Friday, January 7, 2022

Prediction, distinction, and interpretation: the three parts of data science

What does data science boil down to?

Data science is a relatively new discipline that means different things to different people (most notably, to different employers). Some organizations focus solely on machine learning, while other lean on interpretation, and yet others get close to data engineering. In my view, all of these are part of the data science role. 

I would argue data science generally is about three distinct areas:

  • Prediction. The ability to accurately extrapolate from existing data sets to make forecasts about future behavior. This is the famous machine learning aspect and includes solutions like recommender systems.
  • Distinction. The key question here is: "are these numbers different?". This includes the use of statistical techniques to decide if there's a difference or not, for example, specifying an A/B test and explaining its results. 
  • Interpretation. What are the factors that are driving the system? This is obviously related to prediction but has similarities to distinction too.

(A similar view of data science to mine: Calvin.Andrus, CC BY-SA 3.0, via Wikimedia Commons)

I'm going to talk through these areas and list the skills I think a data scientist needs. In my view, to be effective, you need all three areas. The real skill is to understand what type of problem you face and to use the correct approach.

Distinction - are these numbers different?

This is perhaps the oldest area and the one you might disagree with me on. Distinction is firmly in the realm of statistics. It's not just about A/B tests or quasi-experimental tests, it's also about evaluating models too.

Here's what you need to know:

  • Confidence intervals.
  • Sample size calculations. This is crucial and often overlooked by experienced data scientists. If your data set is too small, you're going to get junk results so you need to know what too small is. In the real world. increasing the sample size is often not an option and you need to know why.
  • Hypothesis testing. You should know the difference between a t-test and a z-test and when a z-test is appropriate (hint: sample size).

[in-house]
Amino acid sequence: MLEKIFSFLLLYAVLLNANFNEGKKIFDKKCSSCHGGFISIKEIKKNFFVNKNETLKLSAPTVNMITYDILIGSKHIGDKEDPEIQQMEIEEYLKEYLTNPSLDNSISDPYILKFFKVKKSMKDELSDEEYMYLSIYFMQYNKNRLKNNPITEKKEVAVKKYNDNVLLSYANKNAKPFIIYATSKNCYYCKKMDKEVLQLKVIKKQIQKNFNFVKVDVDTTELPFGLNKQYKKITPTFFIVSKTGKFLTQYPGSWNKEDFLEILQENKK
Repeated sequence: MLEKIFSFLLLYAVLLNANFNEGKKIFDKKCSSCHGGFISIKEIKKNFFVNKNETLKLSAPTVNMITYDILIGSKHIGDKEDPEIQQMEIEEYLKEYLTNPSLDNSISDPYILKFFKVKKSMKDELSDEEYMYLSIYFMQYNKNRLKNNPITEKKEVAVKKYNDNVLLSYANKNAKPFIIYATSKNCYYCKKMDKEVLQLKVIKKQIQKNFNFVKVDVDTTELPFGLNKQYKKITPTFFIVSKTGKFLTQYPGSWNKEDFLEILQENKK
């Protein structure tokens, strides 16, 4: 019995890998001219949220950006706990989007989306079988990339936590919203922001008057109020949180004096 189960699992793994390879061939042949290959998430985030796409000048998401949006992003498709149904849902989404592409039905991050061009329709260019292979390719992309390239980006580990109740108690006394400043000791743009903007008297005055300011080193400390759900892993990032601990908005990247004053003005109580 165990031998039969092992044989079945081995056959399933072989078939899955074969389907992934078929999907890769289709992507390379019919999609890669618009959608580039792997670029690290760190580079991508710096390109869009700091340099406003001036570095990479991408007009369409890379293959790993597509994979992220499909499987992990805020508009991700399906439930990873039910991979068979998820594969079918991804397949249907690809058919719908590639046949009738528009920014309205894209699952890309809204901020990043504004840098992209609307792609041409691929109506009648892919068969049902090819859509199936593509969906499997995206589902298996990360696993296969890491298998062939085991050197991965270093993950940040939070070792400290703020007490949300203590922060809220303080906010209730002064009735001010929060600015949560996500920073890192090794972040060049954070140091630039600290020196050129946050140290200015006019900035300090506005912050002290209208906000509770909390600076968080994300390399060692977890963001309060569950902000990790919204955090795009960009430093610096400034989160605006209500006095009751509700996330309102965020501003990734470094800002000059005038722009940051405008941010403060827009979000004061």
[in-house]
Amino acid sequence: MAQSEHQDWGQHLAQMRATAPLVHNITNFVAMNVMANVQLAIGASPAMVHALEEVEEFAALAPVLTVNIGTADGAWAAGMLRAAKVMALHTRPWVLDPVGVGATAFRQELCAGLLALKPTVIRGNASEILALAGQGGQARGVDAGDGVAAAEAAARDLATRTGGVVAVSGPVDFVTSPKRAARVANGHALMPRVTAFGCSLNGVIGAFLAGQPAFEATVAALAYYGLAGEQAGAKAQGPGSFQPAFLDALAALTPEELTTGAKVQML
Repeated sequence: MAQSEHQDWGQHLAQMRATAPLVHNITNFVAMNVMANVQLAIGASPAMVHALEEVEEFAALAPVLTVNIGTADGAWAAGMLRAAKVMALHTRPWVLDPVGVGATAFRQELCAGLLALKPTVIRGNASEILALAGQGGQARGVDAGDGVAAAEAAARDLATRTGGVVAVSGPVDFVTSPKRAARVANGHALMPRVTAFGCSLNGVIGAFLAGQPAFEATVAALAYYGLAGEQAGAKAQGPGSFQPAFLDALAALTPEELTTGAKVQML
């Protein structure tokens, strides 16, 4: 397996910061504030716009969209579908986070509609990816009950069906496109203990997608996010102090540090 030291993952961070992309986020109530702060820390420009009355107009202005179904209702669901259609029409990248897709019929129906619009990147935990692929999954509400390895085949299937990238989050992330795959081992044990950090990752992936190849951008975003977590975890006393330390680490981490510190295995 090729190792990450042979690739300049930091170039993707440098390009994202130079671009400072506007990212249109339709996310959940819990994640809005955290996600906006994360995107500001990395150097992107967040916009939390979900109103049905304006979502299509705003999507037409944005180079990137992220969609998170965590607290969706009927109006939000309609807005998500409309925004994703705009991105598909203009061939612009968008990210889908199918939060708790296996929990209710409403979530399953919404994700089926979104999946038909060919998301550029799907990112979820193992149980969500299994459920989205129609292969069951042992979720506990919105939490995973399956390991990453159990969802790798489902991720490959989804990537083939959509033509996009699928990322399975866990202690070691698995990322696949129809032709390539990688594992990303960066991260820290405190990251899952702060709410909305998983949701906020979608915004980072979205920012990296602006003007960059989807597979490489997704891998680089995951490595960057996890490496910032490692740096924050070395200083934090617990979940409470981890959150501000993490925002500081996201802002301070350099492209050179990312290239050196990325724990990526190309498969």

• α, β, and power. Many data scientists have no idea what statistical power is. If you're doing any kind of statistical testing, you need to have a firm grasp of power.
  • The requirements for running a randomized control trial (RCT). Some experienced data scientists have told me they were analyzing results from an RCT, but their test just wasn't an RCT - they didn't really understand what an RCT was.
  • Quasi-experimental methods. Sometimes, you just can't run an RCT, but there are other methods you can use including difference-in-difference, instrumental variables, and regression discontinuity.  You need to know which method is appropriate and when. 
  • Regression to the mean. This is why you almost always need a control group. I've seen experienced data scientists present results that could almost entirely be explained by regression to the mean. Don't be caught out by one of the fundamentals of statistics.

Prediction - what will happen next?

This is the piece of data science that gets all the attention, so I won't go into too much detail.

Here's what you need to know:

  • The basics of machine learning models, including:
    • Generalized linear modeling
    • Random forests (including knowing why they are often frowned upon)
    • k-nearest neighbors/k-means clustering
    • Support Vector Machines
    • Gradient boosting.
  • Cross-validation, regularization, and their limitations.
  • Variable importance and principal component analysis.
  • Loss functions, including RMSE.
  • The confusion matrix, accuracy, sensitivity, specificity, precision-recall and ROC curves.

There's one topic that's not on any machine learning course or in any machine learning book that I've ever read, but it's crucially important: knowing when machine learning fails and when to stop a project.  Machine learning doesn't work all the time.

Interpretation - what's going on?

The main techniques here are often data visualization. Statistical summaries are great, but they can often mislead. Charts give a fuller picture. 

Here are some techniques all data scientists should know:

  • Heatmaps
  • Violin plots
  • Scatter plots and curve fitting
  • Bar charts
  • Regression and curve fitting.

They should also know why pie charts in all their forms are bad. 

A good knowledge of how charts work is very helpful too (the psychology of visualization).

What about SQL and R and Python...?

You need to be able to manipulate data to do data science, which means SQL, Python, or R. But plenty of people use these languages without being data scientists. In my view, despite their importance, they're table stakes.

Book knowledge vs. street knowledge

People new to data science tend to focus almost exclusively on machine learning (prediction in my terminology) which leaves them very weak on data analysis and data exploration; even worse, their lack of statistical knowledge sometimes leads them to make blunders on sample size and loss functions. No amount of cross-validation, regularization, or computing power will save you from poor modeling choices. Even worse, not knowing statistics can lead people to produce excellent models of regression to the mean.

Practical experience is hugely important; way more important than courses. Obviously, a combination of both is best, which is why PhDs are highly sought after; they've learned from experience and have the theoretical firepower to back up their practical knowledge.

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